When Haifa Addas was unable to find a platform where beauty and hair professionals were rated, she decided to create her own
That’s when she realised there is a need for a service that connects beauty providers with global customers. Being a beauty guru who grew up between various countries including Saudi Arabia, Lebanon, France and Canada, Addas decided she had the credentials (and funding) to launch the platform herself, and UAE-based InstaGlam was finally born.
Are there too many similar beauty concepts in the market? Do you find the space to be saturated?
There are a few concepts which are similar to InstaGlam that are starting to emerge, but the market is still in its infancy. Plus, competition is a good thing. It shows proof of concept and market demand. Ultimately, in the app world, what makes you stand out is your perseverance and your ability to grow and perfect your product. This is actually very exciting and motivating for an entrepreneur and is what keeps me going.
What are some of the biggest challenges you faced when setting up the company?
The biggest was finding the right app developer. Particularly for a concept like InstaGlam, where our app is the face of the brand and the platform through which we will connect with the majority of our customers and beauty professionals, finding a developer that would enhance the customer experience was quintessential to our goals. But many incubators and mentors are willing to offer guidance and help. There are also plenty of government and accelerator programmes that you can apply for. You just have to know where to look.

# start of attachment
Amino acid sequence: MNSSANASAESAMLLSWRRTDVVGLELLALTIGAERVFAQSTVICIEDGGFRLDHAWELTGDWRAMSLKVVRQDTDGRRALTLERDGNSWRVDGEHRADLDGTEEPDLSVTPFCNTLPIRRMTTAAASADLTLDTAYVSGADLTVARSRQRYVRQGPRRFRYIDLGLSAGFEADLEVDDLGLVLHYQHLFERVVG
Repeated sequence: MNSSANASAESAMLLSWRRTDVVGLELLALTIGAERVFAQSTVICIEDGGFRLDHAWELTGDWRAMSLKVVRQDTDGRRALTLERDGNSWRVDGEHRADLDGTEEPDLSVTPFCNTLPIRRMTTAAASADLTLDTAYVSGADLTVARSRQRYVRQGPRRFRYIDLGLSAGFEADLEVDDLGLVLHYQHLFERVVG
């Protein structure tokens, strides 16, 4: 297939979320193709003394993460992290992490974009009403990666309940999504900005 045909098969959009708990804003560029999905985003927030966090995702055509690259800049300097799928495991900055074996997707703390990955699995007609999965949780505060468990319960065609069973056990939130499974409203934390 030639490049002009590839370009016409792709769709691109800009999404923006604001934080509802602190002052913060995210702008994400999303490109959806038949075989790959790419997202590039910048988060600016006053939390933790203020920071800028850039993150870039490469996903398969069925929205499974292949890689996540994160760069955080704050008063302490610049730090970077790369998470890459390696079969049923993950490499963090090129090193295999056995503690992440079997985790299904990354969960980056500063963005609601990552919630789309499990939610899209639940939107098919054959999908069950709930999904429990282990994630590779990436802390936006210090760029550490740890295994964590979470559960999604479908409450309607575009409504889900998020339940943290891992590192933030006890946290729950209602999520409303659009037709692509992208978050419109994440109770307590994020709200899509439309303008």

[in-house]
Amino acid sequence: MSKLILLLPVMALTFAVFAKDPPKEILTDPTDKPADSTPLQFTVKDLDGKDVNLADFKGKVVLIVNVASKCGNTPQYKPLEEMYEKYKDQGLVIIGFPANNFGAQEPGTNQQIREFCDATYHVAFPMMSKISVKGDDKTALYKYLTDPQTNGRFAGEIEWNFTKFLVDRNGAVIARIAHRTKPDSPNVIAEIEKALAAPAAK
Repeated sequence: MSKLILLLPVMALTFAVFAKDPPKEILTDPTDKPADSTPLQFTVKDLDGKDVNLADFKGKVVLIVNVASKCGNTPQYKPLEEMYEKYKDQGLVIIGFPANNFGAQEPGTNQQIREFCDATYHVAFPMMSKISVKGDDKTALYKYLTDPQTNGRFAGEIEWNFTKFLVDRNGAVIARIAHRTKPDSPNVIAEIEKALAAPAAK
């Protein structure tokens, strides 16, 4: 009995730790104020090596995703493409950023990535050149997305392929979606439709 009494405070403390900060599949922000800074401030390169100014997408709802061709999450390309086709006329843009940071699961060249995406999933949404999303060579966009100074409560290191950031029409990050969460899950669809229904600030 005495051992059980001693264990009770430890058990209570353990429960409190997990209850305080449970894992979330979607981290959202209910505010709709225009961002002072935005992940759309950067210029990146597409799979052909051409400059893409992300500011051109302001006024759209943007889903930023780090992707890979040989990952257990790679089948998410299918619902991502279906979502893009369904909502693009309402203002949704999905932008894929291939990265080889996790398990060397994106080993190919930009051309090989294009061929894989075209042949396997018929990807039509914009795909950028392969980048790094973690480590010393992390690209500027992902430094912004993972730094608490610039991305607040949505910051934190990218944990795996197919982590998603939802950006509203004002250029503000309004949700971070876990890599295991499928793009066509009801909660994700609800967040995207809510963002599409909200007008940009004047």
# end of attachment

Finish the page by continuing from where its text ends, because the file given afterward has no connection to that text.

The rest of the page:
What are some issues in the regional services market that need to be tackled?
Value for money and consistency are recurring themes across the services sector in the region, and particularly in the beauty industry. Customers may be looking to splurge on an indulgent beauty service, or engage in a routine beauty ritual. But ultimately what they strive for is consistent quality. It is vital to keep in mind that what customers are looking for may vary from occasion to occasion and person to person, but what keeps them coming back is consistency of quality.
I’d encourage all entrepreneurs to be mindful of early cost rendunancies”
If you could change one thing about the beauty services sector here, what would it be?
The divide between what is advertised and what is delivered, at times, is too big and needs to be addressed. This goes back to the importance of reliable service, consistency and professionalism.
Were you ever afraid to launch your own business?
I was petrified initially, in particular with the current sentiment in the market. But I so firmly believe in the concept that beauty is a basic need and people will continue to attend events, get married, and celebrate life, that I knew it was a risk worth taking.
What scares you about entrepreneurship?
Losing sight of the reason why we started all of this and the heart of the business. I am mindful of getting caught up in the day-to-day running of the business and regularly remind myself that our main goal is to make first-rate beauty services accessible to everyone. On a personal note, one of the biggest challenges of starting your own concept is to maintain a balance between work and personal life. The line that separates the two is so much more blurry than as an employee for a company.
What is one mistake you did with InstaGlam that you wish you hadn’t done?
[I regret] getting the trade license, bank account and payment gateway too early before having the full platform and app beta ready. While the learning opportunity was unparalleled, I would encourage all budding entrepreneurs to be mindful of early cost redundancies and to figure out how to best tackle them in a timely manner.
What’s the biggest expense?
The app. There is a lot that goes into a building a virtual platform, but the idea of having my app on every phone, and people sharing, using and loving it, is absolutely exhilarating.